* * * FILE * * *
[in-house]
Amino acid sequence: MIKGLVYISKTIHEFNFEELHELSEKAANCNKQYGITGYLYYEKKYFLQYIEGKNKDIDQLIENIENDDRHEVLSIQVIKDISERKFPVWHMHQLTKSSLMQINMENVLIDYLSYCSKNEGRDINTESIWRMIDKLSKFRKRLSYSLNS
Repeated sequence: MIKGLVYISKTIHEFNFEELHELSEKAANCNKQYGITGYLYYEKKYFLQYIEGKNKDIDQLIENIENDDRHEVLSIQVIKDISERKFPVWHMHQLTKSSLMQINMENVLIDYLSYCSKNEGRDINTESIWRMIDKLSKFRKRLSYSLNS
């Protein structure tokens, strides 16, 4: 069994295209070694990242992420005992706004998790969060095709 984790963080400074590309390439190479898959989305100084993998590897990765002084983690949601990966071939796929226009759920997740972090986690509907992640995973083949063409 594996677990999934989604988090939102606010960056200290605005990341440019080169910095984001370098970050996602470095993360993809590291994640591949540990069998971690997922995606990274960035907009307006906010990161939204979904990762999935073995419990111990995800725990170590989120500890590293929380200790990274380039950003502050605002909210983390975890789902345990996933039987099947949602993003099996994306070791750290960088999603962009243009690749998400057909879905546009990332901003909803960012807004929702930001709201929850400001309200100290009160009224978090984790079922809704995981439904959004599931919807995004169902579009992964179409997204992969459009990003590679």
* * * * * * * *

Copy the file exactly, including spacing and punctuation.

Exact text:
[in-house]
Amino acid sequence: MIKGLVYISKTIHEFNFEELHELSEKAANCNKQYGITGYLYYEKKYFLQYIEGKNKDIDQLIENIENDDRHEVLSIQVIKDISERKFPVWHMHQLTKSSLMQINMENVLIDYLSYCSKNEGRDINTESIWRMIDKLSKFRKRLSYSLNS
Repeated sequence: MIKGLVYISKTIHEFNFEELHELSEKAANCNKQYGITGYLYYEKKYFLQYIEGKNKDIDQLIENIENDDRHEVLSIQVIKDISERKFPVWHMHQLTKSSLMQINMENVLIDYLSYCSKNEGRDINTESIWRMIDKLSKFRKRLSYSLNS
């Protein structure tokens, strides 16, 4: 069994295209070694990242992420005992706004998790969060095709 984790963080400074590309390439190479898959989305100084993998590897990765002084983690949601990966071939796929226009759920997740972090986690509907992640995973083949063409 594996677990999934989604988090939102606010960056200290605005990341440019080169910095984001370098970050996602470095993360993809590291994640591949540990069998971690997922995606990274960035907009307006906010990161939204979904990762999935073995419990111990995800725990170590989120500890590293929380200790990274380039950003502050605002909210983390975890789902345990996933039987099947949602993003099996994306070791750290960088999603962009243009690749998400057909879905546009990332901003909803960012807004929702930001709201929850400001309200100290009160009224978090984790079922809704995981439904959004599931919807995004169902579009992964179409997204992969459009990003590679």